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The Qianwan LNG No.2 power plant started up in January 2007, adding another 1,170MW to the Chinese grid. The ¥4bn ($480m) Qianwan plant, on Dachan Island in Nanshan District, has three 390MW M701F single-shaft gas turbines.
Qianwan belongs to Shenzhen Guangqian Electric Power Co, itself owned by Guangdong Electric Power Holding Company (GEPHC). The plant will help to relieve Shenzhen's serious power shortages.
THREE MHI M701F TURBINES
The three M701F single-shaft units use gas turbines that were collaboratively produced with the DongFang Turbine Co, so helping transfer the gas turbine technology. MHI supplied the key components of the turbines (rotors, blades, combustors), and the DongFang Turbine made and assembled other gas turbine components, as well as supplying steam turbines and peripheral equipment. Tokyo Electric Power Services provided engineering services for the plant.
Mitsubishi's F-Series turbines are among the world's most used gas turbine designs. They have a firing temperature of 1,400°C (uprated from 1,350°C).
Advanced cooling of items like rotating blades and stationary vanes has held material temperatures down to those of the company's D-Series turbine levels.
MHI's pre-mix DLN combustor has within 15ppm NOx emissions. Active online combustor sensors protect against combustion flame instabilities.
Turbine design features include two-bearing single-shaft construction, cold-end power drive and axial exhaust. The four-stage turbines have a double shell casing construction to prevent rubbing between stationary and rotating parts. High-strength durable and repairable hot gas path materials are used instead of expensive single crystal parts.
MHI's compressor shaft has radial pins at the disc contact surface to ensure proper torque transfer. The rotating blade can be removed without disassembling the rotor. The rotor cooling air is extracted from the compressor discharge and cooled in an external cooler. Heat dissipated at the cooler is effectively recovered as fuel heating to obtain better thermal efficiency.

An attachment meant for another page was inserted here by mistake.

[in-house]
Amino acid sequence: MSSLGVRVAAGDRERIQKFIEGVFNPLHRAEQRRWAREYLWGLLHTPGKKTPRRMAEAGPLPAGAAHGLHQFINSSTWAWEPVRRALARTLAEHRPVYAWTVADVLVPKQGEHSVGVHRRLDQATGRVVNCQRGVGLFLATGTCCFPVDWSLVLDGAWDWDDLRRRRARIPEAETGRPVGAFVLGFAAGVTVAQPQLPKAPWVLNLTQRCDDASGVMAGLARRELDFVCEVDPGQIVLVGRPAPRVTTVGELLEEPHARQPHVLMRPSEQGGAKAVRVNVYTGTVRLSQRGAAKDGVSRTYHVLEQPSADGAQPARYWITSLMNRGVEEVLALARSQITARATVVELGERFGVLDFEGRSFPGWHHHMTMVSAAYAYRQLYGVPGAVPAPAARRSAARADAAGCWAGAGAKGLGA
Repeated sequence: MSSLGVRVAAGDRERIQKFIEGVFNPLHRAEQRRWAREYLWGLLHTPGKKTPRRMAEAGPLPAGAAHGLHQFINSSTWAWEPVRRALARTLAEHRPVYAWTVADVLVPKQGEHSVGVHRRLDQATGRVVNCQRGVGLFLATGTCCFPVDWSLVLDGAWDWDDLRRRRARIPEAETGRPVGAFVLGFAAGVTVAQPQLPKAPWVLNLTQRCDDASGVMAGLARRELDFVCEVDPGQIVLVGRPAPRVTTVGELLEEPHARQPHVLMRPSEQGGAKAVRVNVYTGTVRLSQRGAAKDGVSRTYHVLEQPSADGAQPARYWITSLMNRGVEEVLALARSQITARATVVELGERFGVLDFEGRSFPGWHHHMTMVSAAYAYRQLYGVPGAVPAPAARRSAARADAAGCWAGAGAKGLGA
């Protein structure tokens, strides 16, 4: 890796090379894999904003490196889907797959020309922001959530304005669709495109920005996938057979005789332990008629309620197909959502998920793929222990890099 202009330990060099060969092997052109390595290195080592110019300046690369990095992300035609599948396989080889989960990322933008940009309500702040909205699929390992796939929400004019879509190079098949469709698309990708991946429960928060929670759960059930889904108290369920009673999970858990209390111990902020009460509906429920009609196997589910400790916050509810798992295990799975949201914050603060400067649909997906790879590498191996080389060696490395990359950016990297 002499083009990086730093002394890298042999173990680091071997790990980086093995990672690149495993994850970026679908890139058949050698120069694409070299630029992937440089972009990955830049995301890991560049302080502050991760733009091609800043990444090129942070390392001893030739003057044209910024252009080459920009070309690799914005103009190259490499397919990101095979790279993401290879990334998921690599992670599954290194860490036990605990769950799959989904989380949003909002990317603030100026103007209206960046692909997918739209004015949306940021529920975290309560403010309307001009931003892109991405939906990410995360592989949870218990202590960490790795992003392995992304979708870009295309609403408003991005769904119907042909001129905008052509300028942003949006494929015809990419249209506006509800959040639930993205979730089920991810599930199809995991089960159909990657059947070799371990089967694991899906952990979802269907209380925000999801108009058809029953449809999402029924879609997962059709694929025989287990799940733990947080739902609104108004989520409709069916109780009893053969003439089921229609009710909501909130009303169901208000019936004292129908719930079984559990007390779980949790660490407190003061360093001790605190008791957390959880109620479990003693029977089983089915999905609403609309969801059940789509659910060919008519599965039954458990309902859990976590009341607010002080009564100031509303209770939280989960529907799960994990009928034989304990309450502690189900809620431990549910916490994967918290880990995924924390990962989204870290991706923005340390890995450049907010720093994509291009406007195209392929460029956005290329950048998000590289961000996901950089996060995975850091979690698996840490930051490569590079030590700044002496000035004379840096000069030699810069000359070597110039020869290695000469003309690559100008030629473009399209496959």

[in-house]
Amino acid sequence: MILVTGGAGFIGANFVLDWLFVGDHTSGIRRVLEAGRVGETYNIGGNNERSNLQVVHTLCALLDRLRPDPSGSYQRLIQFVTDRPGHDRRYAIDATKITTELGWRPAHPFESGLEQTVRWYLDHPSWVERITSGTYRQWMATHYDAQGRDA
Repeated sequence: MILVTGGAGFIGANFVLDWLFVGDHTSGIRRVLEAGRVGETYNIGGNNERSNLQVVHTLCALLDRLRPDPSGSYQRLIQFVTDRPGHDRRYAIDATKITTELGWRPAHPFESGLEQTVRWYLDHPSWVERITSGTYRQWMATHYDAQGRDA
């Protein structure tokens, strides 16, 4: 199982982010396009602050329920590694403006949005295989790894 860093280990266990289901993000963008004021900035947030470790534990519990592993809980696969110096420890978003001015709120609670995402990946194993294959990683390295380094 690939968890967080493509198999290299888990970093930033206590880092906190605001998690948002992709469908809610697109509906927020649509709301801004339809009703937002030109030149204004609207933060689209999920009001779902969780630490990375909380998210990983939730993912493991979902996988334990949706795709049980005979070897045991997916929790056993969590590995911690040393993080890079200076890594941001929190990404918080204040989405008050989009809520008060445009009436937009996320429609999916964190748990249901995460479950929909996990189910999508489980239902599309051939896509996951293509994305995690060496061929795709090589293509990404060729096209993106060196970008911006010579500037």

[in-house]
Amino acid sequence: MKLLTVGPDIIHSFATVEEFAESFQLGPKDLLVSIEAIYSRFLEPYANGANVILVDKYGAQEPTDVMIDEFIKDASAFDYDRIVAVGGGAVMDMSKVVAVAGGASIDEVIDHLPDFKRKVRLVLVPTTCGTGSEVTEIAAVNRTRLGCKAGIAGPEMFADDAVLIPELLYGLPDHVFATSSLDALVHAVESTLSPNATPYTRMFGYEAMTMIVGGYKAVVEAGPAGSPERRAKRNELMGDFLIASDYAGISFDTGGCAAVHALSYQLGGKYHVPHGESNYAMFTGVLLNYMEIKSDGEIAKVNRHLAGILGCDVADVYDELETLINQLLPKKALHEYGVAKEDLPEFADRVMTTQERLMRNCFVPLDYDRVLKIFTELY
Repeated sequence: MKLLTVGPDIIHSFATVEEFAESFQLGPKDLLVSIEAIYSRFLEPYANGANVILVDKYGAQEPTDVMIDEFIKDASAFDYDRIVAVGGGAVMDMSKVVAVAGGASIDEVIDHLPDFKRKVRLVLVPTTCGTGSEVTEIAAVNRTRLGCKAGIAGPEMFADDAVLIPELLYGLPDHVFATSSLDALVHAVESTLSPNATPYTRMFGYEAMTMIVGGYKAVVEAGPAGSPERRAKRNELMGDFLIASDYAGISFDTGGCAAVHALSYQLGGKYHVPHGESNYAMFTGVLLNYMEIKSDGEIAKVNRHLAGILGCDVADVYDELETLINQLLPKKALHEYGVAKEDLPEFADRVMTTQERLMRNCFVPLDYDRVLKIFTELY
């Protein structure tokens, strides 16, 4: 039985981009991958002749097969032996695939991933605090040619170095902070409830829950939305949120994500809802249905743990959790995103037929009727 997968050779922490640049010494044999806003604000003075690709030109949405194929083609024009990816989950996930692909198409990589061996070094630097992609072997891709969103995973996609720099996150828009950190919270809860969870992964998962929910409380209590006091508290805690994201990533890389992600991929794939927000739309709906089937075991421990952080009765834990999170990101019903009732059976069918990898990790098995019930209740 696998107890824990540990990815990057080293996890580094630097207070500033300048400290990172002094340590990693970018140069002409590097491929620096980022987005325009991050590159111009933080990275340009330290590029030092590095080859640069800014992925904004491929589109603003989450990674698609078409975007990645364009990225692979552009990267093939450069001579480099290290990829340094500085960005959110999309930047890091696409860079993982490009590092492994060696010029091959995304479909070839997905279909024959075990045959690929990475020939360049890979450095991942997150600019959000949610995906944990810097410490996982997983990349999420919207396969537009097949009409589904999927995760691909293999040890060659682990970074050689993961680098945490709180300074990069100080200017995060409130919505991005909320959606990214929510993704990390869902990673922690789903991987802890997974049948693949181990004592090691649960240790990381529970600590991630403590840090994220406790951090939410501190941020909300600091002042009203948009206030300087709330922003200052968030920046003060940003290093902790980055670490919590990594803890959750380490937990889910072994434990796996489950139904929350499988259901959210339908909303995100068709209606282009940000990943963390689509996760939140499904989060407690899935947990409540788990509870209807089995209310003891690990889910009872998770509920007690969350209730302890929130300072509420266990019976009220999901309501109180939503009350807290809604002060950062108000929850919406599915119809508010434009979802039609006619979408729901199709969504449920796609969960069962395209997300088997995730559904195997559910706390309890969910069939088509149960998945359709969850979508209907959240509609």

DEBATE CONTINUES OVER NATURAL GAS VERSUS COAL PLANTS
Coal-fired power plants have been blamed for much of the worsening air quality in the Chinese Delta Pearl River region, and LNG produces much lower levels of pollutants. Use and production of natural gas in China has been growing steadily, and is estimated to grow at above 10% over the next 15 years. That means it will reach about 10% of China's total supply by 1020. China cannot meet this demand itself, so is building LNG terminals in ports around the coast, like at Guangdong for imports.
However, there is still debate in the country on the advisability of long-term commitment to gas-fired power stations. As fossil fuels, they still emit carbon dioxide, although not as much as coal. Gas is scarcer in China and costs more than coal. China will therefore have to compete in the world market for supplies. Gas-powered stations at the moment, too, have heavy reliance on imported equipment.
QIANWAN FEASIBILITY STUDY APPROVED
A feasibility study report for Qianwan originally planned three 350MW generators, but these were increased to 390MW. GEPHC was responsible for Qianwan's construction, and the company has since increased its equity interest from a 19% planned share to 40%.
Capital injection by Guangdong Electric Power Holding Company and Yudean Group was RMB400m and RMB590m respectively.
The first of China's commercial gas-fired plants was connected in June 2005: the three 390MW unit CCGT is in Hangzhou, capital of Zhejiang.
Besides Qianwan, China's Guangdong Province is now adding two more CCGT plants: the Huizhou LNG plant and Shenzhen Energy Group plant. In total, the three plants have nine GTCC units.
There are now over 20 gas-fired plants complete or in construction, generating almost 20GW. Two LNG terminals are under construction in Guangdong and Fujian, with another 15 or so planned, although the high price of gas has cast some doubt whether all will be completed.
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